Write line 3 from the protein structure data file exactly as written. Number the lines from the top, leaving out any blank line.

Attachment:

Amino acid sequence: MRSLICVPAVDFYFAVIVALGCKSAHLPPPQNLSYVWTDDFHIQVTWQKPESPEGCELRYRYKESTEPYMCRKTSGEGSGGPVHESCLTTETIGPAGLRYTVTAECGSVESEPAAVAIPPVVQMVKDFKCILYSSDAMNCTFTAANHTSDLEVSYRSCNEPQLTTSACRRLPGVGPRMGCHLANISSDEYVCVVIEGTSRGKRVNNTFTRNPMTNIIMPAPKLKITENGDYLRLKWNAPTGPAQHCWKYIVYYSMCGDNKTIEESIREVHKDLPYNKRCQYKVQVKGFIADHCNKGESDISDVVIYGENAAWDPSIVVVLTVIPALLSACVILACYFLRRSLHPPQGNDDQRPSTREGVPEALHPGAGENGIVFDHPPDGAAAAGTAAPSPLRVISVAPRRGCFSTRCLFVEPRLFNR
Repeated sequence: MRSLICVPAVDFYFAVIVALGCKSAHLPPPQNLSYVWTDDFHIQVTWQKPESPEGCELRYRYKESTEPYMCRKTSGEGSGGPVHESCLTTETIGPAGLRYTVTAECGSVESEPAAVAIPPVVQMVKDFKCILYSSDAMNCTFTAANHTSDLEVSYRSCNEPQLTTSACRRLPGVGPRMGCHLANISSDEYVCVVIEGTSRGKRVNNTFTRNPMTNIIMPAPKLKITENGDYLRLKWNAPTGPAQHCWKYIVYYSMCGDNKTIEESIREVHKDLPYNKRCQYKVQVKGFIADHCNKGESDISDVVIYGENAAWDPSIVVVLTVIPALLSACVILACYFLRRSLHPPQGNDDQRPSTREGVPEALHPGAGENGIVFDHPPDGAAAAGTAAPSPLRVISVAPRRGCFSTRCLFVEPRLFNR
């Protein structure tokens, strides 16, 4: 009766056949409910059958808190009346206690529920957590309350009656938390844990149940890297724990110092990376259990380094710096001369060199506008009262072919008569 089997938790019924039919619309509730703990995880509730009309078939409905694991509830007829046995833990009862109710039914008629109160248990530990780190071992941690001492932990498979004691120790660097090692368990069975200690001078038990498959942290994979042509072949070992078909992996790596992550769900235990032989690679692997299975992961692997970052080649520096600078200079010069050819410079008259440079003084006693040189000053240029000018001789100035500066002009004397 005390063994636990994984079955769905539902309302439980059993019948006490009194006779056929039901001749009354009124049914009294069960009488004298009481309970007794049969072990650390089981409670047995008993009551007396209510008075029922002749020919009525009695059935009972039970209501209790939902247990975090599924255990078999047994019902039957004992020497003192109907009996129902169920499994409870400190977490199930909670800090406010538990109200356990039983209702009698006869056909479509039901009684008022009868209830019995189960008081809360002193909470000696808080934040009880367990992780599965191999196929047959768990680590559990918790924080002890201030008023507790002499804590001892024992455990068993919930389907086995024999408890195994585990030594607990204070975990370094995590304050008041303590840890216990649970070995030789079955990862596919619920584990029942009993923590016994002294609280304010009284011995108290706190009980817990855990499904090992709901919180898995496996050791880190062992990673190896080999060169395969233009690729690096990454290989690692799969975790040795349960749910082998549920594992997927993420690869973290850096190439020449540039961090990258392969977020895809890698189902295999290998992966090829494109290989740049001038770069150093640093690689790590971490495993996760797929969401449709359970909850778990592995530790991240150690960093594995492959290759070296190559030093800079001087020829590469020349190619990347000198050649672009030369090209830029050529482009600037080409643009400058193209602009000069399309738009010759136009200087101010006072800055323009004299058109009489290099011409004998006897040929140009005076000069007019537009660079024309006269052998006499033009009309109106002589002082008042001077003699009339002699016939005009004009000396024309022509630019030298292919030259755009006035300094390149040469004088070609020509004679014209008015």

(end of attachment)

């Protein structure tokens, strides 16, 4: 009766056949409910059958808190009346206690529920957590309350009656938390844990149940890297724990110092990376259990380094710096001369060199506008009262072919008569 089997938790019924039919619309509730703990995880509730009309078939409905694991509830007829046995833990009862109710039914008629109160248990530990780190071992941690001492932990498979004691120790660097090692368990069975200690001078038990498959942290994979042509072949070992078909992996790596992550769900235990032989690679692997299975992961692997970052080649520096600078200079010069050819410079008259440079003084006693040189000053240029000018001789100035500066002009004397 005390063994636990994984079955769905539902309302439980059993019948006490009194006779056929039901001749009354009124049914009294069960009488004298009481309970007794049969072990650390089981409670047995008993009551007396209510008075029922002749020919009525009695059935009972039970209501209790939902247990975090599924255990078999047994019902039957004992020497003192109907009996129902169920499994409870400190977490199930909670800090406010538990109200356990039983209702009698006869056909479509039901009684008022009868209830019995189960008081809360002193909470000696808080934040009880367990992780599965191999196929047959768990680590559990918790924080002890201030008023507790002499804590001892024992455990068993919930389907086995024999408890195994585990030594607990204070975990370094995590304050008041303590840890216990649970070995030789079955990862596919619920584990029942009993923590016994002294609280304010009284011995108290706190009980817990855990499904090992709901919180898995496996050791880190062992990673190896080999060169395969233009690729690096990454290989690692799969975790040795349960749910082998549920594992997927993420690869973290850096190439020449540039961090990258392969977020895809890698189902295999290998992966090829494109290989740049001038770069150093640093690689790590971490495993996760797929969401449709359970909850778990592995530790991240150690960093594995492959290759070296190559030093800079001087020829590469020349190619990347000198050649672009030369090209830029050529482009600037080409643009400058193209602009000069399309738009010759136009200087101010006072800055323009004299058109009489290099011409004998006897040929140009005076000069007019537009660079024309006269052998006499033009009309109106002589002082008042001077003699009339002699016939005009004009000396024309022509630019030298292919030259755009006035300094390149040469004088070609020509004679014209008015």